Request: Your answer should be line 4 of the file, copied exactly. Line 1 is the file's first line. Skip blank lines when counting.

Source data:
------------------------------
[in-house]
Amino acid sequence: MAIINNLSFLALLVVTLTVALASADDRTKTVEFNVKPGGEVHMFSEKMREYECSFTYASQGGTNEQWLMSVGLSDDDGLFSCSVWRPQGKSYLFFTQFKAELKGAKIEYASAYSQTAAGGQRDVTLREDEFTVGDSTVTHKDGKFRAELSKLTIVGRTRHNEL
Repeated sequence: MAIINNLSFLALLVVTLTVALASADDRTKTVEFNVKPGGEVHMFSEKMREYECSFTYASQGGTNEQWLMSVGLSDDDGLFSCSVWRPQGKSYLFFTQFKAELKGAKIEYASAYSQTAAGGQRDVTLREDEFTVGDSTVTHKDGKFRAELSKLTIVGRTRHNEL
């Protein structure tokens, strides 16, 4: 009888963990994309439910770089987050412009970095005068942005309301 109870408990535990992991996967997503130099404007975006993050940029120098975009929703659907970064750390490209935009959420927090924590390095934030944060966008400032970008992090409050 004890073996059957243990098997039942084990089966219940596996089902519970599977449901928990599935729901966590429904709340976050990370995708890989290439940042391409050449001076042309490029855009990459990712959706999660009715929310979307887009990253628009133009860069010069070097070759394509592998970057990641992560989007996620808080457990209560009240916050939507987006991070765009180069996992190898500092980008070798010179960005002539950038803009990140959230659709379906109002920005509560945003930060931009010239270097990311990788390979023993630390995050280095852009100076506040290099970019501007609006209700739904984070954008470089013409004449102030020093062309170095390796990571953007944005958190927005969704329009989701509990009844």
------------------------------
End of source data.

């Protein structure tokens, strides 16, 4: 009888963990994309439910770089987050412009970095005068942005309301 109870408990535990992991996967997503130099404007975006993050940029120098975009929703659907970064750390490209935009959420927090924590390095934030944060966008400032970008992090409050 004890073996059957243990098997039942084990089966219940596996089902519970599977449901928990599935729901966590429904709340976050990370995708890989290439940042391409050449001076042309490029855009990459990712959706999660009715929310979307887009990253628009133009860069010069070097070759394509592998970057990641992560989007996620808080457990209560009240916050939507987006991070765009180069996992190898500092980008070798010179960005002539950038803009990140959230659709379906109002920005509560945003930060931009010239270097990311990788390979023993630390995050280095852009100076506040290099970019501007609006209700739904984070954008470089013409004449102030020093062309170095390796990571953007944005958190927005969704329009989701509990009844």